Overview of the Evidence on Peace Operations
Our research review includes 96 reports: 8 that address the effects of peace operations on mass atrocities and 92 that address the effects of peace operations on closely related outcomes, such as civilian killings, human rights violations, and conflict recurrence. It found the following:
- A mix of findings as to whether peace operations were effective in helping prevent mass atrocities or closely-related outcomes, and
- Relatively strong evidence on the association between several design factors and greater effectiveness of peace operations in helping prevent mass atrocities.
- We found the strongest evidence that having a high quantity of troops; a high level of commitment; and international support or coordination were associated with peace operations success.
- Other factors supported by relatively strong evidence include the peace operation being unbiased; having clear policy objectives; being well-informed; and receiving cooperation from the host country.
About Peace Operations
Peace operations are composed of “military and/or civilian personnel deployed by one or more third-party states, frequently but not necessarily under the auspices of a global or regional organization” (Mullenbach 2005, p. 529). The mandates and composition of peace operations can vary widely, from civilian observer missions to missions authorized to use military force to enforce the peace. Common goals include mitigating hostilities, restoring state authority, preventing recurrence of civil war, and/or achieving humanitarian goals, including the protection of civilians.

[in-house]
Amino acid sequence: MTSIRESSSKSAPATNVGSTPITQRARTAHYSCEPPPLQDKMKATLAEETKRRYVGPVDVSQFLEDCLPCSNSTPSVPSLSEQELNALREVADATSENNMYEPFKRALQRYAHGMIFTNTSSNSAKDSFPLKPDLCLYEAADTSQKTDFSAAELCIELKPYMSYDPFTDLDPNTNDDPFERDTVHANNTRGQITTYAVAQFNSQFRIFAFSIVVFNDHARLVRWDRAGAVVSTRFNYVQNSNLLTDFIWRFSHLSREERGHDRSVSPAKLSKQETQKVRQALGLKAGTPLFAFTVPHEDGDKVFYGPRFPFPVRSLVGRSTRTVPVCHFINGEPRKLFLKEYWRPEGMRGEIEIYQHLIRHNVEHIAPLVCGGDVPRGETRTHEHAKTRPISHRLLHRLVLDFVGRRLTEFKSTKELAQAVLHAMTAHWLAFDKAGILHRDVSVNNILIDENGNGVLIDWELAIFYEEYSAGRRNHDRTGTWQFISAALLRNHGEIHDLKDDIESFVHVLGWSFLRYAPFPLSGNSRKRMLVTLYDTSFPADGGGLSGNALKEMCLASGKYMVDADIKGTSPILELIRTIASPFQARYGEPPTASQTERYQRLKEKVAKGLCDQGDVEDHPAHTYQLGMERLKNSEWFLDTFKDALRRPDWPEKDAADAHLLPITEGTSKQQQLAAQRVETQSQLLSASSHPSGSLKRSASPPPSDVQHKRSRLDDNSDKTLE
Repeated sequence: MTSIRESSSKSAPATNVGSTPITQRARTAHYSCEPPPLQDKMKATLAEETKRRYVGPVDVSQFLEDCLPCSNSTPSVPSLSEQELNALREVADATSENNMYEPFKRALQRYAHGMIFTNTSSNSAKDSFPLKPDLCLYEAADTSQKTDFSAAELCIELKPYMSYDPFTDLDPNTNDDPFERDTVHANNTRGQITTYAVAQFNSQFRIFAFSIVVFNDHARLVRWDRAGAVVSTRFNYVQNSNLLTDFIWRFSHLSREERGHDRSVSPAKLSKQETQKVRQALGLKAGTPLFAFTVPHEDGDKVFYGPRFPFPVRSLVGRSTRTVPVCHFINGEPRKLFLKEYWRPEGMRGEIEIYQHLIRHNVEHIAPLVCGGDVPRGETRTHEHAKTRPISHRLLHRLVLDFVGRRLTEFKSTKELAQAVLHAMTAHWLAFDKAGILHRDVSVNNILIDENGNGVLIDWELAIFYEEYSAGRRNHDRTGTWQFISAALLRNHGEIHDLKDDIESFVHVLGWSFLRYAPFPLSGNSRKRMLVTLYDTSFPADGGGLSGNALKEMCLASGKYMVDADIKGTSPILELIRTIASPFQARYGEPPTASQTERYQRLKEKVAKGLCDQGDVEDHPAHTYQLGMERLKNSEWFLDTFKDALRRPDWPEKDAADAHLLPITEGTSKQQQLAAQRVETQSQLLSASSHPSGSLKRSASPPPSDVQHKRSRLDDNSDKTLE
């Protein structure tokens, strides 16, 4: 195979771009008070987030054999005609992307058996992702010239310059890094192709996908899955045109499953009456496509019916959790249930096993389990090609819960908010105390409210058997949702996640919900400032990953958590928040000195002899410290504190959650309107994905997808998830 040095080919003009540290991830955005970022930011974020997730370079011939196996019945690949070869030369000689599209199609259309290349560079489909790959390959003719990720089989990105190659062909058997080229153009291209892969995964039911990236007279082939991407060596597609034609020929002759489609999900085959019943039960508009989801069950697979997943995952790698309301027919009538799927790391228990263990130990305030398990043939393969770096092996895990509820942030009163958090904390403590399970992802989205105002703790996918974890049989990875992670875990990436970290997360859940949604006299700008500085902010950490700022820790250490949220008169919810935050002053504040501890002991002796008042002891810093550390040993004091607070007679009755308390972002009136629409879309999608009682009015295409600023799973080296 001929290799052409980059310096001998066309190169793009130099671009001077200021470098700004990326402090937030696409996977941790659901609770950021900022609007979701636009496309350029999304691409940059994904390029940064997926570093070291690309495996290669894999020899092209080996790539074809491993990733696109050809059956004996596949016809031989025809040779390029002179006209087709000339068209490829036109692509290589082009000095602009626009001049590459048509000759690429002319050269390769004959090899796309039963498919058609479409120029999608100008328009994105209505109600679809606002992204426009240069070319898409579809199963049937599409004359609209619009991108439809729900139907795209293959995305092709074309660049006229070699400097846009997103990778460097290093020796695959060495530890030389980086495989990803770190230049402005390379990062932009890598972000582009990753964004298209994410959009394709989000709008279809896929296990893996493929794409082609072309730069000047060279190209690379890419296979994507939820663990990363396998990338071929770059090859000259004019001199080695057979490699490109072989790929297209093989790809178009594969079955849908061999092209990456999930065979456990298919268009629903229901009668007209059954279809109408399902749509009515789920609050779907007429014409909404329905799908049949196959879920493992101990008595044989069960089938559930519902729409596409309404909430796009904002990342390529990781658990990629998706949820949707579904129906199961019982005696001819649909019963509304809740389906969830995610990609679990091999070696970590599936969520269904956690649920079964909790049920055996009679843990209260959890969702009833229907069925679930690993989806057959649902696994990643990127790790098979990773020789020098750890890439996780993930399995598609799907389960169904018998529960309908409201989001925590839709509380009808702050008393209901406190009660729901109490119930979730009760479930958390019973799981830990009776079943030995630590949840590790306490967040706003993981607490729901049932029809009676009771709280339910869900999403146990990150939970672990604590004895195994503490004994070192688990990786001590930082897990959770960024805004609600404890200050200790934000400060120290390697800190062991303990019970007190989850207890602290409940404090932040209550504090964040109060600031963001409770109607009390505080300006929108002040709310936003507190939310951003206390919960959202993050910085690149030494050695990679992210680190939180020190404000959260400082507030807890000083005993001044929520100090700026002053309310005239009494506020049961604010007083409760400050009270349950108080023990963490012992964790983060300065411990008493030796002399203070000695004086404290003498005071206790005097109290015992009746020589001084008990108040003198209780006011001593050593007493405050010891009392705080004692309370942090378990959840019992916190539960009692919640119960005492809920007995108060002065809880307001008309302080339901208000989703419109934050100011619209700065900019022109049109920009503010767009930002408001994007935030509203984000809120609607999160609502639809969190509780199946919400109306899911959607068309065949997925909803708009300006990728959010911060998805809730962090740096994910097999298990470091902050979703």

Theory of Change
If peace operations help prevent the outbreak or recurrence of armed conflict, they would reduce the likelihood of mass atrocities because armed conflict is the strongest risk factor for mass atrocities. In addition, if peace operations provide direct physical protection to civilian populations; defeat, detain, or degrade the capacity of atrocity perpetrators; and/or shift armed actors’ calculations of the costs and benefits of targeting civilians (e.g., by publicizing violations), they would reduce the likelihood or severity of mass atrocities.